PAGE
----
Wednesday, May 19, 2010

The Journey Continues

The Hidden Will Of The Dragon
Excerpts from the sequel to Dandelions In The Garden
Chapters 10-12

The Dinner Guest

Among the last of the trespassers was the man who sought to rape me.  I walked slowly toward him, my eyes narrowing as I approached.  I wanted to see his fear, wanted to smell it seeping from his dingy pores.  I knew he would not beg for his life, he was a soldier after all, but I hoped in the face of certain death his eyes would give away all I needed to know.  I hungered to witness his powerlessness.

A House Condemned

I shut the door.  I hesitated for a moment listening to the sound of my own blood pumping through my veins.  My mind pictured the gypsy man sewn in the gutted horse, and then I saw the dead girl’s arm twitching between the iron bars.  Anna had seen something she was not ready to witness.  Like Elizabeth so long ago, Anna snuck from her bedchamber to spy.  Tonight Anna got her slaughtered beast. 

I rubbed my temples as I walked through the twilight of the night to my chamber.  I knew Anna would never be the same, this would change her, but I did not yet know how.  Upon entering my room, I poured a glass of water.  The cool liquid washed the smelly dungeon dust from my throat.  I thought about Anna’s request for the servant girl, that she be given a proper Christian burial, it was a way to repent the sin.  I drew back the velvet curtain from my window and gazed upon the thick crescent moon overhead.  No clouds floated by giving depth to the vast universe.  I let the drapes fall.  I could not bear looking at the world.  I did not fully understand just how serious Anna’s request would become.  Like Elizabeth, I assumed granting her wish was the least we could do if it'd make her happy.  Elizabeth was the strongest woman I knew, her only weakness was pleasing her children.  Unfortunately, it was this weakness, this very act of kindness, which would lend to her demise. 

The Night, He Is A Vampire 

The weather was brisk and the sun shone as if it were on the other side of the world.  Its thin rays reached through the overcast to brighten my remote existence for a mere few hours.  The warming clashed with the dampness hanging between the trees creating a backdrop upon which I could see all the impurity in the air.  My skirt stirred pollen from the nestled centers of withering blooms.  The stale fragrances tickled my nose as I went by and a butterfly unremarkable in color and variety flirted with the pedals of a nearby flower.  I’d been told the brilliant colors of its species belonged to the males.  I thought this a defect in creation until it was explained the advantage was for survival.  What I viewed as ornamental vanity was really camouflaged armor.  I watched the female butterfly flutter about touching pedals, then zipping to the next before settling on the leaf of a bush.  Her dull color in sharp contrast to the deep fleshy greens and vibrant pinks of the blooms.  How vulnerable she looked resting in Eden.  This was no place for the likes of her; this was a place for the advantaged.  She belonged in the gray areas of the world where she’d be safe from preying beaks wishing to devour her.  With a wave of my hand I sent her flying upward and over the hedge.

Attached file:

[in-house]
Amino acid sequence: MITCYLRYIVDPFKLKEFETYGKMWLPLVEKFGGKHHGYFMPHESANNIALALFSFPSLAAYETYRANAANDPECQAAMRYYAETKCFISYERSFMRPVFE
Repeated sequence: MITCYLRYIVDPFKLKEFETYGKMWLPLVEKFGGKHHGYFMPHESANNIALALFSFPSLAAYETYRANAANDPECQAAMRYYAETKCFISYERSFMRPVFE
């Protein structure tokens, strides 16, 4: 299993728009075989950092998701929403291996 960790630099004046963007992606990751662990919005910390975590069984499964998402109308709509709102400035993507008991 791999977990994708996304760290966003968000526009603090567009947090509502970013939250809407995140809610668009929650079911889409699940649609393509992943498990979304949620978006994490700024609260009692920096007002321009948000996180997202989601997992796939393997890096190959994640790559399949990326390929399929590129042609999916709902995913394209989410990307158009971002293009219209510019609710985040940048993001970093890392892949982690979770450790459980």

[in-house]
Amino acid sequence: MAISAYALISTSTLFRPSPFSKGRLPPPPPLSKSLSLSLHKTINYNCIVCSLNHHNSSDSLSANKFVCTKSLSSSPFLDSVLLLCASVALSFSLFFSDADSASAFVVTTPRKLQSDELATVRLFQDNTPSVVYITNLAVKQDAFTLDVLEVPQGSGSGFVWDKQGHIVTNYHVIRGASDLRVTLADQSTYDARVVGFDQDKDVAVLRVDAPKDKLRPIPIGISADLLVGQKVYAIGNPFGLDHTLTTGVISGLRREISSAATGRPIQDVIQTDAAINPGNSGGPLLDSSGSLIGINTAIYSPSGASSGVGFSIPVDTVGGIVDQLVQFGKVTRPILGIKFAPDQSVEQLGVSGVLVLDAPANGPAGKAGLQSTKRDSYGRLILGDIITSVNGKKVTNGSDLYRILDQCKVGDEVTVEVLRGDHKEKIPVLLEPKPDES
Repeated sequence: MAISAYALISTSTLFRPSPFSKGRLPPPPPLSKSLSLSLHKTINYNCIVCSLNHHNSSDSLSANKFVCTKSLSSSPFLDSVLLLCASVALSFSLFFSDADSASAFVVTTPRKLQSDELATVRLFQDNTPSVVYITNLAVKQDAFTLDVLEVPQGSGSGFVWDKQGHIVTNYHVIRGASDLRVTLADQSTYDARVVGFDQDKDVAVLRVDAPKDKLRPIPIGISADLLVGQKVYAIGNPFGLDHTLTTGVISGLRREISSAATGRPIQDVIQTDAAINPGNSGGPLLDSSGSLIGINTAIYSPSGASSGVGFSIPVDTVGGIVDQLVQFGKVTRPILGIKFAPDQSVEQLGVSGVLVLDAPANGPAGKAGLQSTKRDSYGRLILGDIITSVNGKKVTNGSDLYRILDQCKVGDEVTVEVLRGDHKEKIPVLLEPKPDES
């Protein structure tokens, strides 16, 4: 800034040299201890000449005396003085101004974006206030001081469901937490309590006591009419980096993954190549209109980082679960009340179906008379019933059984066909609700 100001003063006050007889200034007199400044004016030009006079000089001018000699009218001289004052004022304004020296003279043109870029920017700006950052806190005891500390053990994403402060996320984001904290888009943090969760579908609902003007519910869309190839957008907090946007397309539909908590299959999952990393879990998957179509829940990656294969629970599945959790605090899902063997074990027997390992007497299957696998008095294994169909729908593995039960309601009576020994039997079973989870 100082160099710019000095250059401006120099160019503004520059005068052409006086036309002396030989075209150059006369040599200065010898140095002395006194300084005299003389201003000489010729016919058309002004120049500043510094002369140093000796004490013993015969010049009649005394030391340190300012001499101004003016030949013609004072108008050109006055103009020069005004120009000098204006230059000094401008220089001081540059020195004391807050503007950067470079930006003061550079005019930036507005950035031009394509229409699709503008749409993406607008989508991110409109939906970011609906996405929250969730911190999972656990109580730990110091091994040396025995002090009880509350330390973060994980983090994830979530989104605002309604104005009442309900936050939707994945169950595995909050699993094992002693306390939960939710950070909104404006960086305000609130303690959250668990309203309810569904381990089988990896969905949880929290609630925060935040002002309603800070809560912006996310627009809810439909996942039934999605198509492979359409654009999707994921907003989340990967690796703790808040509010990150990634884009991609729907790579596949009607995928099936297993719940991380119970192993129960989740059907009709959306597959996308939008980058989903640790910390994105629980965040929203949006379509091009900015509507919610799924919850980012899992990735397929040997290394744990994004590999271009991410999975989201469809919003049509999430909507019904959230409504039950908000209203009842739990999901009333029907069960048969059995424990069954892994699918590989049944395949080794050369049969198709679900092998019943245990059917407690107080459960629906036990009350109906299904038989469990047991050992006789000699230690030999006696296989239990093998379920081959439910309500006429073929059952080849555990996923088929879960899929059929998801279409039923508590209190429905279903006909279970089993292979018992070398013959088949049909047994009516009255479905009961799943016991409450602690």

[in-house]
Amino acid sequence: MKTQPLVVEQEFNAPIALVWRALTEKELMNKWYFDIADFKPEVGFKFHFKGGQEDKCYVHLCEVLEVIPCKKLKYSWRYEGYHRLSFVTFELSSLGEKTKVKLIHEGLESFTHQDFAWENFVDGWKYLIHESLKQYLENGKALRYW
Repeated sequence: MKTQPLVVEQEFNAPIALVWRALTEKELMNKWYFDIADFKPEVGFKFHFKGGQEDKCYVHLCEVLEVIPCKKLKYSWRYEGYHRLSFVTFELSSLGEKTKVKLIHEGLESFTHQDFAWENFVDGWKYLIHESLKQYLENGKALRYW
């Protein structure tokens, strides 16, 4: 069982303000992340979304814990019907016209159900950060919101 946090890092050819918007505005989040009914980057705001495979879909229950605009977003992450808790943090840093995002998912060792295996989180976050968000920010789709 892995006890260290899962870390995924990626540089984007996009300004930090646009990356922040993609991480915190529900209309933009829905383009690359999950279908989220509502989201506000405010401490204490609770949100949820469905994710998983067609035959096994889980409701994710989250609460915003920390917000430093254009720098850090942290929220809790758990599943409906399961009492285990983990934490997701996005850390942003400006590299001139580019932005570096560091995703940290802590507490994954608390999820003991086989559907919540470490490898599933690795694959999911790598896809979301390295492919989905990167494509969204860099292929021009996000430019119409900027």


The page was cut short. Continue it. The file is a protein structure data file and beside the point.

I revealed in my rescue.  I bent down to sniff the scent of a rose bush.  The edges of the blooms were brackish and the heads drooping as if in prayer.  A hint of perfume remained but was tainted by the overpowering smell of decay.  How short the vibrant life!  It was then, as I was trying to pluck the last beauty of the red roses that something hidden near the path distracted me.  My skin tingled with the eerie sensation I was being stalked.  I glanced upward at the windows to see if I were being watched from above, but they stood empty and draped.  I released my grasp on the flower and took a turn scrutinizing the scenery.  I moved subtly giving nothing away in order to protect my susceptible position amidst the garden.  I resisted the urge to call out.  Instead, I assessed the distance from where I stood to the garden doors.  It was at the very least a hundred footsteps, if not more.  I took another turn, this time looking beyond the immediate to discover in the recesses a glint of bronze.  As I moved, so did my pursuer.  The rustling of leaves matched the crunching of stone beneath my slippers.  He had the advantage of cover, but I was clever.  I was drawing him towards a weak spot where early frost damaged the foliage.  Just a few more steps and I’d snare him, but to my dismay the rustling stopped short.  True to my kind I pursued the danger and went straight to where I thought he’d quit.  As I neared I saw him.  The glint was the reflection of brass fastens caught in the sunlight.  I was impressed at how his ginger hair blended with the turning leaves and the embroidery of his uniform patterned with the natural landscape.  He did not retreat upon discovery; instead, he once again matched my movements mirroring them along the pathway. 


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